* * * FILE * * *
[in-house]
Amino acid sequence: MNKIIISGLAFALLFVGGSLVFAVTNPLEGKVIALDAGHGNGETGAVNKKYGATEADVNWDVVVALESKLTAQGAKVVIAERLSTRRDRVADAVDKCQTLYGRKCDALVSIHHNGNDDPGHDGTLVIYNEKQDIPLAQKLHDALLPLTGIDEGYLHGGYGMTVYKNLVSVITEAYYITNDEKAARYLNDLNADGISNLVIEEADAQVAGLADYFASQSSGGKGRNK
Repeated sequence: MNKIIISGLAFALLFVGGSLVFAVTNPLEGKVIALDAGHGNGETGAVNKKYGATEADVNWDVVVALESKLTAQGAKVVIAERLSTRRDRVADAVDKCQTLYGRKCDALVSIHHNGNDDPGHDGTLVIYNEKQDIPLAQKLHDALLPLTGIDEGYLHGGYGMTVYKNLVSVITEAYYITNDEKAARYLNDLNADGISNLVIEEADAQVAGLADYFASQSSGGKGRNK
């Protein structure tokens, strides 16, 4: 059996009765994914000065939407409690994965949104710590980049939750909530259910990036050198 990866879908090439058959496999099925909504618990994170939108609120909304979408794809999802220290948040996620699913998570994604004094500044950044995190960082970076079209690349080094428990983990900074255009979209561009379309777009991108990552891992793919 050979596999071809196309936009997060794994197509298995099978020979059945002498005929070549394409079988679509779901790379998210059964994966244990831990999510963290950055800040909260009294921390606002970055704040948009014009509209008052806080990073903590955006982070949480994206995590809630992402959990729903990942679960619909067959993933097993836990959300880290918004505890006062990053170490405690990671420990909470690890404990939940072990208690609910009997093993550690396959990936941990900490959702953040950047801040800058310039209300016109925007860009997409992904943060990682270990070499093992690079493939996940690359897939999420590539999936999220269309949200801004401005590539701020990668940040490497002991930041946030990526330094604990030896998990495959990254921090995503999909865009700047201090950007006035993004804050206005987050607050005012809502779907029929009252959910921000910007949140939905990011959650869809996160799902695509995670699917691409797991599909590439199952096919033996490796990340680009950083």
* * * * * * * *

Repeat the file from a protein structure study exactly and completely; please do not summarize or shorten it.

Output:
[in-house]
Amino acid sequence: MNKIIISGLAFALLFVGGSLVFAVTNPLEGKVIALDAGHGNGETGAVNKKYGATEADVNWDVVVALESKLTAQGAKVVIAERLSTRRDRVADAVDKCQTLYGRKCDALVSIHHNGNDDPGHDGTLVIYNEKQDIPLAQKLHDALLPLTGIDEGYLHGGYGMTVYKNLVSVITEAYYITNDEKAARYLNDLNADGISNLVIEEADAQVAGLADYFASQSSGGKGRNK
Repeated sequence: MNKIIISGLAFALLFVGGSLVFAVTNPLEGKVIALDAGHGNGETGAVNKKYGATEADVNWDVVVALESKLTAQGAKVVIAERLSTRRDRVADAVDKCQTLYGRKCDALVSIHHNGNDDPGHDGTLVIYNEKQDIPLAQKLHDALLPLTGIDEGYLHGGYGMTVYKNLVSVITEAYYITNDEKAARYLNDLNADGISNLVIEEADAQVAGLADYFASQSSGGKGRNK
């Protein structure tokens, strides 16, 4: 059996009765994914000065939407409690994965949104710590980049939750909530259910990036050198 990866879908090439058959496999099925909504618990994170939108609120909304979408794809999802220290948040996620699913998570994604004094500044950044995190960082970076079209690349080094428990983990900074255009979209561009379309777009991108990552891992793919 050979596999071809196309936009997060794994197509298995099978020979059945002498005929070549394409079988679509779901790379998210059964994966244990831990999510963290950055800040909260009294921390606002970055704040948009014009509209008052806080990073903590955006982070949480994206995590809630992402959990729903990942679960619909067959993933097993836990959300880290918004505890006062990053170490405690990671420990909470690890404990939940072990208690609910009997093993550690396959990936941990900490959702953040950047801040800058310039209300016109925007860009997409992904943060990682270990070499093992690079493939996940690359897939999420590539999936999220269309949200801004401005590539701020990668940040490497002991930041946030990526330094604990030896998990495959990254921090995503999909865009700047201090950007006035993004804050206005987050607050005012809502779907029929009252959910921000910007949140939905990011959650869809996160799902695509995670699917691409797991599909590439199952096919033996490796990340680009950083």